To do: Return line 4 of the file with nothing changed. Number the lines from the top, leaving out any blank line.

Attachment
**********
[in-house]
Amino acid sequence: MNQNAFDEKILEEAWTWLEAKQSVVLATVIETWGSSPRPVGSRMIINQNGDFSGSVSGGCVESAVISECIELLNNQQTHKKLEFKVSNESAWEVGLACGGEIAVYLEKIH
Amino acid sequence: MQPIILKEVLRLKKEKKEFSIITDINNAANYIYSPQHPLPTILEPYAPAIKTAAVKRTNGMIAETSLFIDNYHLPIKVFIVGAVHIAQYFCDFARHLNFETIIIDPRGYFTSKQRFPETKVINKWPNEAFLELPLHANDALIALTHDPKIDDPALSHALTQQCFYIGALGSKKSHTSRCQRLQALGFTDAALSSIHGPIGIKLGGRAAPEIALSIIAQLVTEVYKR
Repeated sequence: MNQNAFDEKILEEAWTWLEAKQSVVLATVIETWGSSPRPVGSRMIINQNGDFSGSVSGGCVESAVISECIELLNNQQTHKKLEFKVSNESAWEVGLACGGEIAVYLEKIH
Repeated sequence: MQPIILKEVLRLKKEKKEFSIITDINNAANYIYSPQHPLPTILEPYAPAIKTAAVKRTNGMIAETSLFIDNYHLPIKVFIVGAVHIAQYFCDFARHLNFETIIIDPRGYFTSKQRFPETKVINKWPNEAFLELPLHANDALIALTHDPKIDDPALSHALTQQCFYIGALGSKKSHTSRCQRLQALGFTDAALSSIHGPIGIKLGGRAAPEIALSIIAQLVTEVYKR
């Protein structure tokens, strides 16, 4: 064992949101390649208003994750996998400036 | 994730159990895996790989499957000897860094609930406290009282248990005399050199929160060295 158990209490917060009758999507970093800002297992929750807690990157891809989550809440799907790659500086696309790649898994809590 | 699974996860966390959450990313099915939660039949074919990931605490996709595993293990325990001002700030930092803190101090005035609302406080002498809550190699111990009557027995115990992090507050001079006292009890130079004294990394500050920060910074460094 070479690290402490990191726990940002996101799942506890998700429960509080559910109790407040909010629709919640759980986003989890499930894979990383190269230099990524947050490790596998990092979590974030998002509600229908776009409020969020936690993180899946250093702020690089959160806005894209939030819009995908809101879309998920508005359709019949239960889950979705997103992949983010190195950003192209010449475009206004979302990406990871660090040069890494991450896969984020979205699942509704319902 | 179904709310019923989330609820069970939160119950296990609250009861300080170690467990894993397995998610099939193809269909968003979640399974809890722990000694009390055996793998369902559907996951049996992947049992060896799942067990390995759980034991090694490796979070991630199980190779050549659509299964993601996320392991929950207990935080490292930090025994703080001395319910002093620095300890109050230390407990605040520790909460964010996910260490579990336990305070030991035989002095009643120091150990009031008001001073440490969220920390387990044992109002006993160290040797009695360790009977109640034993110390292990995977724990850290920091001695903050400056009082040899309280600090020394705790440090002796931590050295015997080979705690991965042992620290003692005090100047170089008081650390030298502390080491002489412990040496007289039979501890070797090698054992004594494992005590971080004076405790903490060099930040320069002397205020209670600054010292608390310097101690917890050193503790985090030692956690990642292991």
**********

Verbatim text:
Repeated sequence: MNQNAFDEKILEEAWTWLEAKQSVVLATVIETWGSSPRPVGSRMIINQNGDFSGSVSGGCVESAVISECIELLNNQQTHKKLEFKVSNESAWEVGLACGGEIAVYLEKIH